Also agree to create a user for accessing the web interface.

Automatically create user for web interface? [yes/no] yes

Step 4: Configure NIPAP Web UI

The web interface needs its own user account to authenticate towards the backend and it should be a trusted account. Create it with the following:

user="nipap-www"
password="StrongPassw3rd"
sudo nipap-passwd add --username $user --password $password --name "My User Account"

Command output is like this:

Added user nipap-www to database /etc/nipap/local_auth.db

Configure the web UI to use this account by configuring the xmlrpc_uri variable:

$ sudo vim /etc/nipap/nipap.conf
xmlrpc_uri = http://nipap-www@local:StrongPassw3rd@127.0.0.1:1337

The configuration syntax is:

xmlrpc_uri = http://{{NIPAPD_USERNAME}}@local:{{NIPAPD_PASSWORD}}@{{NIPAPD_HOST}}:{{NIPAPD_PORT}}

Restart nipapd service.

 sudo systemctl restart nipapd.service

Other user accounts can be added using same method:

nipap-passwd add --username myuser --password mypassword --name "my user"

Serving the web UI with Apache httpd with mod_wsgi

Begin by installing Apache httpd with mod_wsgi:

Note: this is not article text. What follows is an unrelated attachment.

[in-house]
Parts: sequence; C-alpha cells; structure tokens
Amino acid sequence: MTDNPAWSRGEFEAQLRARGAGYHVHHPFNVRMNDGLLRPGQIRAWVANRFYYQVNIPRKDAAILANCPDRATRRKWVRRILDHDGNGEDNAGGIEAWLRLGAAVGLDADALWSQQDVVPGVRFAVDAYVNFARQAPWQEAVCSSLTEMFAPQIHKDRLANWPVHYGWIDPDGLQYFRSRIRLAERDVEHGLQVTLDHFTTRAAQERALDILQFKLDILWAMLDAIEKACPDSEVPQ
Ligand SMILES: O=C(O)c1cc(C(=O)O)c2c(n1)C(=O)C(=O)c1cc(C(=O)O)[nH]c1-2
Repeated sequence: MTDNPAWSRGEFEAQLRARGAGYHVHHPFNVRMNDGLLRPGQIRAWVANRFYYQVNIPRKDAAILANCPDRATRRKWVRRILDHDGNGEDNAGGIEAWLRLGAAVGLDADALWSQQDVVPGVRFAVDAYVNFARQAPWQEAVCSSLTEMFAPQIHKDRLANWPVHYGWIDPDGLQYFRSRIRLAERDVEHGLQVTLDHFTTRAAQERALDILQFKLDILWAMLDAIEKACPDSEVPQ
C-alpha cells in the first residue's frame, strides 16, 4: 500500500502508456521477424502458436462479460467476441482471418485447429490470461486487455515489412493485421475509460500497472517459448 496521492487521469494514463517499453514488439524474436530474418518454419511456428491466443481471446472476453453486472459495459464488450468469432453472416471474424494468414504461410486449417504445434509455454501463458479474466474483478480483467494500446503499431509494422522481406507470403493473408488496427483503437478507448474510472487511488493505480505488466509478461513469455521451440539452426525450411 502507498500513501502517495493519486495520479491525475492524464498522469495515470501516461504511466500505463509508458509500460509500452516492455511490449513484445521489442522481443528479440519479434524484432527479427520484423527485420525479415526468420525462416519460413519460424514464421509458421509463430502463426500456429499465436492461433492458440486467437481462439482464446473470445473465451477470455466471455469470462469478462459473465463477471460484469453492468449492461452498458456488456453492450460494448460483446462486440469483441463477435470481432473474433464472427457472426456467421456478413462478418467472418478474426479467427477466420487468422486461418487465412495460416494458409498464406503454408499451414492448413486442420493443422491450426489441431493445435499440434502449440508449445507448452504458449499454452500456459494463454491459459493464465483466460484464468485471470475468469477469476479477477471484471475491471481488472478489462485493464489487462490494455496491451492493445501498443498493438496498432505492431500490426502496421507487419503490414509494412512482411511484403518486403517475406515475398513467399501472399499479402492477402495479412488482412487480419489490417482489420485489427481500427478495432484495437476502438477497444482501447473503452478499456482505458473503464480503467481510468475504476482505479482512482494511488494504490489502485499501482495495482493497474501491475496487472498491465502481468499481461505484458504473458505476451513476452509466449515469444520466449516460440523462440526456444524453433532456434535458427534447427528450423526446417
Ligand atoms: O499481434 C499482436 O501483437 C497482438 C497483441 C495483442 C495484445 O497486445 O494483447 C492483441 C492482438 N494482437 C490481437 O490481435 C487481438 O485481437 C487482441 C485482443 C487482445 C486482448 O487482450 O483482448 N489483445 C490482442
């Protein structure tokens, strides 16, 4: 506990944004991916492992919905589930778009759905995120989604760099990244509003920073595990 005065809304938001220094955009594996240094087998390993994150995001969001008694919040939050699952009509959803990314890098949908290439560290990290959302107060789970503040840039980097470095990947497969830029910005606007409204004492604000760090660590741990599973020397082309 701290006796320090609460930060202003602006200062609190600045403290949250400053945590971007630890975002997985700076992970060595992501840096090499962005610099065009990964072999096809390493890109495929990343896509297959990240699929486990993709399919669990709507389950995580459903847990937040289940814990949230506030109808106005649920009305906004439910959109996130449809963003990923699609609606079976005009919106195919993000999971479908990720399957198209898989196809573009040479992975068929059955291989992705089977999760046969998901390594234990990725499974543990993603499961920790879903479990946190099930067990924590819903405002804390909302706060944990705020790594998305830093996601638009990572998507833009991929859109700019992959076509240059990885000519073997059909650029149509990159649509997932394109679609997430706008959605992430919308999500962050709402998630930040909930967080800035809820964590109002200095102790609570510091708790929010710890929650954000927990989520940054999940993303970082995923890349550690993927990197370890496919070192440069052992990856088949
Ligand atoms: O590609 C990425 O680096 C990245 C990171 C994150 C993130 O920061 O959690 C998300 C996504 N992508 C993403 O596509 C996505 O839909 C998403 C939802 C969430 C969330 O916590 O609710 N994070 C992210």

sudo apt install apache2 libapache2-mod-wsgi

Then, add a new virtual host:

$ sudo vim /etc/apache2/sites-enabled/nipap.conf

Modify / paste below data:

<VirtualHost *:80>
      ServerName nipap.example.com
      DocumentRoot /var/cache/nipap-www/
      ServerAdmin [email protected]
      WSGIScriptAlias / /etc/nipap/www/nipap-www.wsgi

<Directory /etc/nipap/www/>
    Require all granted
</Directory>

<Directory /var/cache/nipap-www/>
    Require all granted
</Directory>

ErrorLog ${APACHE_LOG_DIR}/nipap_error.log
CustomLog ${APACHE_LOG_DIR}/nipap_access.log combined

Enable wsgi mod in Apache

sudo a2enmod wsgi

Validate your Apache configurations:

$ sudo apachectl configtest
Syntax OK

The web server needs to be able to write to its cache, alter the permissions :

sudo chown -R www-data:www-data /var/cache/nipap-www
sudo chmod -R u=rwX /var/cache/nipap-www

Now, restart Apache httpd server:

sudo systemctl restart apache2

The NIPAP web UI should be up and running and accessible on configured domain nipap.example.com.

Login with the credentials provided earlier.

Network prefixes can be added from CLI or web dashboard.

Configuring CLI

Add CLI user:

sudo nipap-passwd add --username nipap-cli --password StrongPassword --name "My CLI user"

Then create your .nipaprc with username and password created above.

$ vim ~/.nipaprc
[global]
hostname = localhost
port     = 1337
username = *nipap-cli*
password = *StrongPassword*
default_vrf_rt = none
default_list_vrf_rt = all

Set file permissions:

chmod 0600 ~/.nipaprc

Try adding test prefix to confirm it works.

$ sudo nipap address add prefix 192.168.20.0/24 type assignment description "Test prefix"
Network 192.168.20.0/24 added to VRF 'default' [RT: -]: Test prefix

Confirm on UI Dashboard.

Check the NIPAP Documentation page for more details.